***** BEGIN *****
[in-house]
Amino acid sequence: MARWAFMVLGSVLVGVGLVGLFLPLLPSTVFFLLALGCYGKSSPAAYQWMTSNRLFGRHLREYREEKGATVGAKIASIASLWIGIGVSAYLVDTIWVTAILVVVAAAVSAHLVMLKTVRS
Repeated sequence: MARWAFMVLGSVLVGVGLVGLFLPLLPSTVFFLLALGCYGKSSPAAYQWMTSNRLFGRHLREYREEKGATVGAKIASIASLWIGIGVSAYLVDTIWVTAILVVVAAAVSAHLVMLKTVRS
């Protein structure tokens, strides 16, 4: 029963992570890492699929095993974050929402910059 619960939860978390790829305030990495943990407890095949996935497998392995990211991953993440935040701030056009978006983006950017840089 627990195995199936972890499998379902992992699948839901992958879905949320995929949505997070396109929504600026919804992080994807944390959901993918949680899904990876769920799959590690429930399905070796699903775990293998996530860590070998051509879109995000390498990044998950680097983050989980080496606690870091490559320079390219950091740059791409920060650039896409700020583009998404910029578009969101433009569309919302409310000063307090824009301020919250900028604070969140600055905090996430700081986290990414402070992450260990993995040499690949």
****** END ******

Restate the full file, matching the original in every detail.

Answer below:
[in-house]
Amino acid sequence: MARWAFMVLGSVLVGVGLVGLFLPLLPSTVFFLLALGCYGKSSPAAYQWMTSNRLFGRHLREYREEKGATVGAKIASIASLWIGIGVSAYLVDTIWVTAILVVVAAAVSAHLVMLKTVRS
Repeated sequence: MARWAFMVLGSVLVGVGLVGLFLPLLPSTVFFLLALGCYGKSSPAAYQWMTSNRLFGRHLREYREEKGATVGAKIASIASLWIGIGVSAYLVDTIWVTAILVVVAAAVSAHLVMLKTVRS
């Protein structure tokens, strides 16, 4: 029963992570890492699929095993974050929402910059 619960939860978390790829305030990495943990407890095949996935497998392995990211991953993440935040701030056009978006983006950017840089 627990195995199936972890499998379902992992699948839901992958879905949320995929949505997070396109929504600026919804992080994807944390959901993918949680899904990876769920799959590690429930399905070796699903775990293998996530860590070998051509879109995000390498990044998950680097983050989980080496606690870091490559320079390219950091740059791409920060650039896409700020583009998404910029578009969101433009569309919302409310000063307090824009301020919250900028604070969140600055905090996430700081986290990414402070992450260990993995040499690949």